Obsessive compulsive disorder - OCD treatment and therapy from NOCD

Does OCD go away? Is It Curable?

4 min read
Patrick McGrath, PhD

This question– one of the most common in our in-app community– often comes from people who are concerned about their thoughts but aren’t yet sure about getting treatment. Some may be looking for reassurance that they’ll improve without treatment, while others are taking a cautious first step toward getting help. So there are really two ways to interpret the question:

  1. Does OCD go away on its own (without treatment)?
  2. Can people with OCD get better?

Most people probably mean the first option, but we can answer both at once.

Obsessive-compulsive disorder is a chronic condition. This means it won’t fix itself and is generally not cured completely. So to the first question: OCD does not go away on its own, without treatment.

At first, this seems disheartening: I’m going to deal with this for my entire life? But the good news is that treatment methods developed over the past few decades have made OCD symptoms manageable.

We’re always talking about a type of treatment called exposure and response prevention (ERP) because it has a particularly strong research backing. ERP is similarly effective to the medications prescribed most commonly for OCD: selective serotonin reuptake inhibitors (SSRIs) and clomipramine. There’s some evidence that a combination of ERP and one of these medications may be more effective than either option alone.

What can you do if OCD isn’t curable?

For starters, you can always hope that a cure will emerge within our lifetime. There are countless dedicated researchers and clinicians working to discover new treatment methods and refine existing ones and repurpose therapies originally developed for other conditions.  

It’s great to keep hoping for a cure and learning about the latest research. But in the meantime, it’s also important to get started with the options available today: ERP and a medication consultation with your PCP or a psychiatrist.

What’s the best someone with OCD can hope for?

Although OCD is generally a chronic condition, you don’t have to feel this bad for the rest of your life. Think of the way your symptoms fluctuate naturally: maybe a certain part of today was extremely hard but there were moments of relief, or you can even remember a whole week last month when you felt pretty decent. Over time, with some hard work and a lot of patience, ERP can help you make changes in your behavior and experience a lot more of these pleasant moments.

Designed to help people face their obsessions and resist compulsions in healthy and productive ways, ERP is most effective when practiced with a therapist who has received specialized training in OCD treatment. They will know what to anticipate when you describe your thoughts and behaviors, and how to build your personalized treatment program. Their expertise is in teaching you how to manage your OCD so you don’t feel stuck trying to “get rid of” the unpleasant feelings caused by disturbing thoughts.

This is the same training all of our NOCD Therapists receive. The goal of NOCD is to reduce your OCD symptoms within just a few weeks of live one-on-one video therapy. You’ll be welcomed into our supportive peer community, with 24/7 access to personalized self-management tools built by people who have been through OCD and successfully recovered.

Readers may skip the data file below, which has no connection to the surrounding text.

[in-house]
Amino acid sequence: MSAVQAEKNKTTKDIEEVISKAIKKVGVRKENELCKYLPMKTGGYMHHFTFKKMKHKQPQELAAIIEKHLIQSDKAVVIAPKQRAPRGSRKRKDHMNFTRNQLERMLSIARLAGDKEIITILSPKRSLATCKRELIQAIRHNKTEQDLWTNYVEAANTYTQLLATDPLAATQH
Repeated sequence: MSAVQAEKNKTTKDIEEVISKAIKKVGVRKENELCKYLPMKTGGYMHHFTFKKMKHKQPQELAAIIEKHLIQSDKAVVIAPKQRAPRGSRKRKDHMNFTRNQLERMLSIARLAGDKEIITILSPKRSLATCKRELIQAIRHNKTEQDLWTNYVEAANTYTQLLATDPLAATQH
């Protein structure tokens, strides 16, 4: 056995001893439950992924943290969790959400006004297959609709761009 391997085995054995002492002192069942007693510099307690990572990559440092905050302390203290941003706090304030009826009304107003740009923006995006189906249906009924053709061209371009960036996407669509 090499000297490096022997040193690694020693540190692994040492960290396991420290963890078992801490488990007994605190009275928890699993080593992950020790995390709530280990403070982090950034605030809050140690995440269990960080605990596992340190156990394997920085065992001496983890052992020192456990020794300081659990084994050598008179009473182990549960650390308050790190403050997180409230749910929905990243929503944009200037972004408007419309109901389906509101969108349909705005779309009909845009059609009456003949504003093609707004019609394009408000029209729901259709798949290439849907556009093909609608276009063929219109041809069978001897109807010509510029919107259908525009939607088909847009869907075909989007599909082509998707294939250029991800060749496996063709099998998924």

Schedule a free call today with a member of the NOCD clinical team to learn more about how a licensed OCD therapist can help you get better. This consultation is free and doesn’t take very long—and it could be one of the most important calls you ever make.

Patrick McGrath, PhD

Dr. McGrath is a Licensed Clinical Psychologist and the Chief Clinical Officer at NOCD. He is a member of the Scientific and Clinical Advisory Boards of the International OCD Foundation, a Fellow of the Association for Cognitive and Behavioral Therapies, and the author of "The OCD Answer Book" and "Don't Try Harder, Try Different."

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Obsessive compulsive disorder (OCD)
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NOCD Therapists specialize in treating OCD

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Taylor Newendorp

Taylor Newendorp

Network Clinical Training Director

I started as a therapist over 14 years ago, working in different mental health environments. Many people with OCD that weren't being treated for it crossed my path and weren't getting better. I decided that I wanted to help people with OCD, so I became an OCD therapist, and eventually, a clinical supervisor. I treated people using Exposure and Response Prevention (ERP) and saw people get better day in and day out. I continue to use ERP because nothing is more effective in treating OCD.

Madina Alam

Madina Alam

Director of Therapist Engagement

When I started treating OCD, I quickly realized how much this type of work means to me because I had to learn how to be okay with discomfort and uncertainty myself. I’ve been practicing as a licensed therapist since 2016. My graduate work is in mental health counseling, and I use Exposure and Response Prevention (ERP) therapy because it’s the gold standard of OCD treatment.

Andrew Moeller

Andrew Moeller

Licensed Therapy, LMHC

I've been a licensed counselor since 2013, having run my private practice with a steady influx of OCD cases for several years. Out of all the approaches to OCD treatment that I've used, I find Exposure and Response Prevention (ERP) therapy to be the most effective. ERP goes beyond other methods and tackles the problem head-on. By using ERP in our sessions, you can look forward to better days ahead.

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